BIMSTEC is of special importance to India as it is a crucial link between the Neighbourhood First and Act East policies. This almost 25 year old multilateral can contribute to the Indo-Pacific region by addressing challenges in strategic areas of regional connectivity, security cooperation, free trade, and geoeconomic ties with external partners.
The Quad Foreign Ministers’ Meeting, held in Melbourne on February 11, revealed an ambitious plan for economic and developmental affairs, beyond the security concerns posed by China. Despite differing approaches towards Myanmar and Ukraine, the Quad countries are strengthening their cooperation while maintaining strategic autonomy.
The Quad Foreign Ministers' meeting held on February 11 is the latest example of growing geopolitical cooperation. Several loci of power have emerged, indicating the end of the post-Cold War western hegemony. China's rise and alliance with Russia hints at a bipolar tendency in this nascent global multipolarity. India must ensure power distribution in Asia by sharpening its diplomacy to achieve its own interest - true multipolarity in Asia.
It has been a year since the democratically elected Myanmar government was overthrown in a military coup. Since then, economic instability and the pandemic have taken a toll on the nation. ASEAN's mediatory endeavours and Western sanctions have shown limited results. New Delhi's diplomacy must support ASEAN, while remaining pragmatic and protecting its interests in the country.
Foreign Secretary Harsh Vardhan Shringla's visit to Myanmar has implications for New Delhi's recognition of the new military government in Naypyidaw. India can support ASEAN to stabilise Myanmar, while also checking Chinese influence in that country. For stability in the neighbourhood is crucial to India's own security.
Nine great powers and a number of important multilaterals have vested interests in the Indo-Pacific. Given the U.S.-China standoff in the region, the role of new groupings like the Quad and AUKUS is significant. The time is ripe for India to use its position in the region, and convert its humanitarian duties into economic and strategic opportunities in 2022.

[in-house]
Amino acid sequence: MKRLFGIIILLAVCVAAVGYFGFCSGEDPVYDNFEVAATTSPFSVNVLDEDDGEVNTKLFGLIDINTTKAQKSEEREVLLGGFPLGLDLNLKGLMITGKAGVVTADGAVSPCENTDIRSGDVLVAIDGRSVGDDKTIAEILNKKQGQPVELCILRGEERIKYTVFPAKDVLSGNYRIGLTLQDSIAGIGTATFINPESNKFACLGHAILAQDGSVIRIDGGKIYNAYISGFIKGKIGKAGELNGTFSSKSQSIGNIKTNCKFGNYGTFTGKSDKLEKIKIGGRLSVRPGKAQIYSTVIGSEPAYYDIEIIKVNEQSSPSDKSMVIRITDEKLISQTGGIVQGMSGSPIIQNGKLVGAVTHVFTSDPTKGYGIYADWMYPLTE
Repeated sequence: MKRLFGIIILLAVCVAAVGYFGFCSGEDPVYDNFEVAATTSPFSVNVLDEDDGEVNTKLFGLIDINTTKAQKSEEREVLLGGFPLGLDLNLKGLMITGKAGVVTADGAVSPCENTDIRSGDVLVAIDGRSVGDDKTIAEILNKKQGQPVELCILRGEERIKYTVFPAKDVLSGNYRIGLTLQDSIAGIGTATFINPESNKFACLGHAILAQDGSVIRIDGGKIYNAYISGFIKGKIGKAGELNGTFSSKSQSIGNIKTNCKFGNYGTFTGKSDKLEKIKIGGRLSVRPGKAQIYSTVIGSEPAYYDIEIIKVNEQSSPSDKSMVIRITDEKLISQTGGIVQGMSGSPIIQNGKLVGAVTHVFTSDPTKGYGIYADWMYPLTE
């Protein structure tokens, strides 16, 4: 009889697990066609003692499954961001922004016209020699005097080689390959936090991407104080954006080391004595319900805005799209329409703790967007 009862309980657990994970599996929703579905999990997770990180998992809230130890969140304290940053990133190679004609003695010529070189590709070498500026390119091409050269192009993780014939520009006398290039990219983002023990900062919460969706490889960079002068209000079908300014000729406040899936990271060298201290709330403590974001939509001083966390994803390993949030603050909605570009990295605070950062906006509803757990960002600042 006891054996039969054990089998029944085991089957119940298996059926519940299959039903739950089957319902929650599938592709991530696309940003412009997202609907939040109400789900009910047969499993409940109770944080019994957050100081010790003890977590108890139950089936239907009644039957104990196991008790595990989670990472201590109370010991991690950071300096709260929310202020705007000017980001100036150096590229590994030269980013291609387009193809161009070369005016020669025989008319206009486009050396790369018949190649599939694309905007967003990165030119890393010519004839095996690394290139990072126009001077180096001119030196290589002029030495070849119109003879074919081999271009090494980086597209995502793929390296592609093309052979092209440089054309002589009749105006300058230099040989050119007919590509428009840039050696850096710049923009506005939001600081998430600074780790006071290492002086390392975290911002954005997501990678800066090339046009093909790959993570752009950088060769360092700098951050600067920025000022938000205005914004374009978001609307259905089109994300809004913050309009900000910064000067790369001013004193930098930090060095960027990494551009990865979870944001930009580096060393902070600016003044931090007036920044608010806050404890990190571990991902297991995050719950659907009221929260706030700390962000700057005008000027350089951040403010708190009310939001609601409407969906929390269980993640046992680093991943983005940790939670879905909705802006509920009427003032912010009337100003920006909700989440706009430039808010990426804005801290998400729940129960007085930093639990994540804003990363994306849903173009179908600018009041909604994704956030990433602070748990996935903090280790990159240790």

Last month, an Indian delegation led by Foreign Secretary Harsh Shringla, visited Myanmar and met with the military leadership. Bilateral discussions prioritised border security, economic cooperation and refugee issues. New Delhi must carefully balance its relations with Naypyitaw, with a dual focus on cross-border projects and restabilising democratic rule in the country.
Foreign Secretary Harsh Vardhan Shringla is on a crucial visit to Nyapitaw, meeting with the military government and opposition for the first time since the military coup this year. This is part of New Delhi's diplomatic agenda for Myanmar, which includes border management and striking a balance between strengthening democracy and supporting the military, amid dynamic regional geopolitics.
The expansion in membership of the Shanghai Cooperation Organisation (SCO) is an opportunity to review, possibly revise and widen the scope of its Charter to make it more suited to address the concerns of all its members, including new ones like India. This paper recommends what the changes in the SCO Charter ought to be by comparing it with the successful ASEAN charter.
Now that the India-U.S. 2+2 meeting has ended, Indian officials are preparing for a hectic season of summiteering in November, from the SCO to the BRICS and the G20. All will give India global attention, and help the country prepare its positioning at home and abroad.